Claire chats to Graham Suttle from Felons Gin to find out the story of their gin and the rogues who make it.
Tell us the story behind Felons Gin, from the moment the idea came to you until now?
Felons began as an idea over a decade ago. It was a result of the realisation that the drinks industry, whilst fast-paced, innovative and passionate about new trends and tastes, always came back to one thing – simplicity. As a company, (we have) has always led from the front, and our offering has always reflected our passion for our customers and the Scottish industry.
Myself and James Kemp, who had started as a bartender with Kained and worked his way up to be our Marketing and Brand Manager, took up the challenge of creating a gin. We both knew the market very well and both had good experience behind the bar, so it was exciting. We set about listening to our customers, looking at the constant growth and innovation in the market and began dissecting what we felt we wanted to create.
Our guiding principle was our company’s un inching commitment to getting the basics right. Coupled with the single biggest word that kept coming back to us through this whole process – simplicity.
So, we set about researching classic gins and realised that whilst simple was looking to the past, the present needed to be considered in defining modern day simplicity. For us and for many drinkers today it is the art of delivering a lightness of palate and crispness of the finish. Whilst classics often rely on juniper to deliver the prominent avour, we felt people associated gin with an ice cold clean crisp drink and citrus was featuring more and more in the serve of the gin – in the glass, round the glass, round the stem, in the drinks, in the air – it all said that the key to simplicity of modern-day gin expectations is citrus.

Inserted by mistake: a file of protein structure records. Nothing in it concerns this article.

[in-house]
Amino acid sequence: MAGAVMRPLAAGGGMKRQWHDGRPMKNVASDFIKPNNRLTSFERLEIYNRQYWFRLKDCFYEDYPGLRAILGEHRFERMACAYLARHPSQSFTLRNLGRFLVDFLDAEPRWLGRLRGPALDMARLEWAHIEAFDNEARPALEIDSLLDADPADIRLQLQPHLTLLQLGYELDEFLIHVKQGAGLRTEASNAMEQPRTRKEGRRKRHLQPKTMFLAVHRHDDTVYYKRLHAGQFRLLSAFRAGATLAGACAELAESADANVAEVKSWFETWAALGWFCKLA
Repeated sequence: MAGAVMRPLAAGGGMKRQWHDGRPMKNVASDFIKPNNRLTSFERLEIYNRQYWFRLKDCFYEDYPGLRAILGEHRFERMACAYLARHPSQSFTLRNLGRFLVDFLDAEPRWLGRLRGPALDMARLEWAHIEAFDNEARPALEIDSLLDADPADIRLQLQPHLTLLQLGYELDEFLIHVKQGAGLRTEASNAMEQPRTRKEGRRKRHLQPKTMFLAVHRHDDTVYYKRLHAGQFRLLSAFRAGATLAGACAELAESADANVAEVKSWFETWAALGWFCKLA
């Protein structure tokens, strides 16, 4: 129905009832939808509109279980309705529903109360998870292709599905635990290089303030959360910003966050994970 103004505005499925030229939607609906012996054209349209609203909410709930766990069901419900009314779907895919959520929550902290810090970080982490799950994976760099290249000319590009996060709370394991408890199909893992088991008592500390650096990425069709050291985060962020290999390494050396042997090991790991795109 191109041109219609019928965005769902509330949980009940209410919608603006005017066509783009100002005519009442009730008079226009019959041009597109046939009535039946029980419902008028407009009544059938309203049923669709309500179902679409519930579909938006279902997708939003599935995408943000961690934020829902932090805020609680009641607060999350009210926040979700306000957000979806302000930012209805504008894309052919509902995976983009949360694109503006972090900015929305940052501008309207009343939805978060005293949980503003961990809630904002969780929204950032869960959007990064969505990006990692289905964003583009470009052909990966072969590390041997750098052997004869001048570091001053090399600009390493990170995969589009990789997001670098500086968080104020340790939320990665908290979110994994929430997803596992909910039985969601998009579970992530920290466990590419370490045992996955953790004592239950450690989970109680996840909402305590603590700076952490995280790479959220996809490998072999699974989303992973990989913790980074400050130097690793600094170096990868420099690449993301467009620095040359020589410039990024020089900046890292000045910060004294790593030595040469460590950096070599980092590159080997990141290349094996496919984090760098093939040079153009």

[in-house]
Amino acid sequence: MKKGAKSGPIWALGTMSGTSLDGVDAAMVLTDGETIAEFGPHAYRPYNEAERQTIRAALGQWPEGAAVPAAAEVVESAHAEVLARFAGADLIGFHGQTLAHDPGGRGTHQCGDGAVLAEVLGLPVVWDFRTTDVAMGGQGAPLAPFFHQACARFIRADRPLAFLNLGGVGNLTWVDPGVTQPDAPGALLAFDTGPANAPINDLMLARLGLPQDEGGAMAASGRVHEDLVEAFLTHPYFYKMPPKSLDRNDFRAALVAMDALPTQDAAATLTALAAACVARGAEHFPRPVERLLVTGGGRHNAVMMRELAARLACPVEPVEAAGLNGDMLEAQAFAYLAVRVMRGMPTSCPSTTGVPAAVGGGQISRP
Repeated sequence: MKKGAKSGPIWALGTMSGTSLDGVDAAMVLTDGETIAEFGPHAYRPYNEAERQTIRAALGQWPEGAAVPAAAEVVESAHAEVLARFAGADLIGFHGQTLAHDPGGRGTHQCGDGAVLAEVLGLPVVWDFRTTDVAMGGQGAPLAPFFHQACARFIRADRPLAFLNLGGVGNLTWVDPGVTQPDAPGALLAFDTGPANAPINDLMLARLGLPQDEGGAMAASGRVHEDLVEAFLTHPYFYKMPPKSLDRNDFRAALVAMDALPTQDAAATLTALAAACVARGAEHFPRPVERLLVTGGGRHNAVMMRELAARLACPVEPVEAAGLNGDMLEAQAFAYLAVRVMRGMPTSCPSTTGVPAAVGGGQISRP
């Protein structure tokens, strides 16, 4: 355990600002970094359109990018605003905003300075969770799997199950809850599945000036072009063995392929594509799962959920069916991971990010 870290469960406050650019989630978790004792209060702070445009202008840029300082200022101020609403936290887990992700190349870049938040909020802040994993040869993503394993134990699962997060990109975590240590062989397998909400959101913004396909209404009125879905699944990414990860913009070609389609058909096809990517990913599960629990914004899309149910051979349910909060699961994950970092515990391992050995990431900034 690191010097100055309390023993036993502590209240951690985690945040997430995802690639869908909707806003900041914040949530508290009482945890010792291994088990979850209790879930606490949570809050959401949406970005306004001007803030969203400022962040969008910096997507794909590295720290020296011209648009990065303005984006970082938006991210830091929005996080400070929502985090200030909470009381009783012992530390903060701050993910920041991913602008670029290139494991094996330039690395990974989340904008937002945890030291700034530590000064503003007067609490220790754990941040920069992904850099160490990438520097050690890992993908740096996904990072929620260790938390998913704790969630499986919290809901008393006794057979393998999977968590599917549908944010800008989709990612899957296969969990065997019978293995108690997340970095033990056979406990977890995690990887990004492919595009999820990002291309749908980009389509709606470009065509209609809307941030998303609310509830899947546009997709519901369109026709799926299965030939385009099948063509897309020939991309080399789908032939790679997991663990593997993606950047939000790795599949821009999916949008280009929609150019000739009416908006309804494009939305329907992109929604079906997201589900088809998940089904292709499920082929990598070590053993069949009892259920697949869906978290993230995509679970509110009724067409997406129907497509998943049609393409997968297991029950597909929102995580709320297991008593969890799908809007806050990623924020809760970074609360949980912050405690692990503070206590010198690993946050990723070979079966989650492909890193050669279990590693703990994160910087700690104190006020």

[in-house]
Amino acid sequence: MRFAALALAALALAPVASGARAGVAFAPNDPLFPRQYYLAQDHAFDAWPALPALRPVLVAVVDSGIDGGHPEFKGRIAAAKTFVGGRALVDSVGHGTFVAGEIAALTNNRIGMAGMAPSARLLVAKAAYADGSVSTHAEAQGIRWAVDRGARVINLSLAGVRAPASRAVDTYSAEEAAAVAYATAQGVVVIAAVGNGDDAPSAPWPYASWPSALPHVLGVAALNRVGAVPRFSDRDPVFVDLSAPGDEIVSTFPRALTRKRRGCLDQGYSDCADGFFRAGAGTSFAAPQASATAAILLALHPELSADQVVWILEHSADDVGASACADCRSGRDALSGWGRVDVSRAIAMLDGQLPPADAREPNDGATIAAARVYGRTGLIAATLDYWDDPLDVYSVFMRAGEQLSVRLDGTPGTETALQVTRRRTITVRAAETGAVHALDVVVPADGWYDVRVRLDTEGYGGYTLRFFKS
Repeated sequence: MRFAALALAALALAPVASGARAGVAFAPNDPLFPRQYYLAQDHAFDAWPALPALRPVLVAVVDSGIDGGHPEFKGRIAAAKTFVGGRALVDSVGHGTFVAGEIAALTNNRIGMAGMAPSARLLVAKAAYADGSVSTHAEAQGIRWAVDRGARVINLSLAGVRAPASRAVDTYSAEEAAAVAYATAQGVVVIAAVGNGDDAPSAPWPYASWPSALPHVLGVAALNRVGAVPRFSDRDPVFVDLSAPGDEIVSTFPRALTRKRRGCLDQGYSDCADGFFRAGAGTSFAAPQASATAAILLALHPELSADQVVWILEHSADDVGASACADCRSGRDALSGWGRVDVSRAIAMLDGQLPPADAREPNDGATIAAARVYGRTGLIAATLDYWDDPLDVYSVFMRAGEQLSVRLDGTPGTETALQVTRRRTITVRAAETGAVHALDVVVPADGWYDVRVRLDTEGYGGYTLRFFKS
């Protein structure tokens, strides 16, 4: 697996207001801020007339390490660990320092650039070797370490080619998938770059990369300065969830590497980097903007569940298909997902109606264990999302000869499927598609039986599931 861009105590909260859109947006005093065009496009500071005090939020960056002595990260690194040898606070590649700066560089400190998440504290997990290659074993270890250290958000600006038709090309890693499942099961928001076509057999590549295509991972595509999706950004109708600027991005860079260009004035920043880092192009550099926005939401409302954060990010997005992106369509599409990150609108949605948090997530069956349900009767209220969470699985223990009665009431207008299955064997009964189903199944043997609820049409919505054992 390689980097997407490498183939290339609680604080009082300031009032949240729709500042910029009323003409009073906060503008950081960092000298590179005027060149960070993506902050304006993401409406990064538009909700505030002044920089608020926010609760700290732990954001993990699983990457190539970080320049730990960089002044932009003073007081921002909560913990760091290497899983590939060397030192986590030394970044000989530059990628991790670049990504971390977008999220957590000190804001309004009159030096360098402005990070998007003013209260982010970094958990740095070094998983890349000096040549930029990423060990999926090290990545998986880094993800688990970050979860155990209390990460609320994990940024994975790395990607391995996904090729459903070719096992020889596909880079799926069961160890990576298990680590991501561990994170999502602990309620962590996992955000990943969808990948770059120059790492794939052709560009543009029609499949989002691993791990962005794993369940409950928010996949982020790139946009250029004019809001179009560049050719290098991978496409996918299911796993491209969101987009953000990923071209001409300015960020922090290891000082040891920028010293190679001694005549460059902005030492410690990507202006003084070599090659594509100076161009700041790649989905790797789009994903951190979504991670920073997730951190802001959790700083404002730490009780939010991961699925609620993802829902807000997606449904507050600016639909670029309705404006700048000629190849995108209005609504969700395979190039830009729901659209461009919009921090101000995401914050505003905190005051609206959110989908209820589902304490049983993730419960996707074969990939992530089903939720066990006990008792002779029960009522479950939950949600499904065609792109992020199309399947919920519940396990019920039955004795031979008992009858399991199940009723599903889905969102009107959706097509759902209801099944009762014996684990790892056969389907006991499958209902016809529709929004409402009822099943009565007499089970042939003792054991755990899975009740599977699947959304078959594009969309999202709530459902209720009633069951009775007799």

We wanted something that ticked boxes for lots of different people, a liquid that was as good naked in a frozen coupette as it was in a lavish cocktail.
The focus came down to not alcohol but tonic. The idea was to create a versatile gin whose various elements matched most tonics.
Hundreds of bar people later, we had nailed our liquid. Then customers were brought into trial the liquid and con rm that we had something special. For ,us the trick was to maintain the classic gin profile, without adding angels’ tears, Martian moon rock or stirring it with a mythical unicorn horn. So, we front loaded our botanicals to ensure we got freshness from the citrus and then introduced some not so commonly used botanicals, namely lemon verbena and angelica seed. We wanted a big mouthfeel, smooth finish, long warmth and super clean citrus refreshment. The result was astounding and continues to astound us with every tasting we do.
How did Rogue, your venue in St. Andrews, come about?
We had been speaking to Greene King about a unit they had in St. Andrews and we threw our hat in the ring to make that the base for the distillery. We created a joint venture by forming a brand-new company that brought the best of the two worlds together to make the project a reality. That’s when things really kick-started. Now we had our liquid, we had a distillery and we had the ability to make it happen – we just needed to make it a reality.
We brought in a great consultant called Jack Mayo, who had worked with some impressive gins and distilleries before, to help us replicate the original liquid and he worked his magic by balancing the recipe to be scaled up and set us up for full production.
However as usual, with things going so well, we got cocky and thought it was all easy… then someone drops the bombshell by asking ‘did you order your still last year?’ That’s when the realisation hits you that the backlog for stills is insane, especially when it comes to Scotland.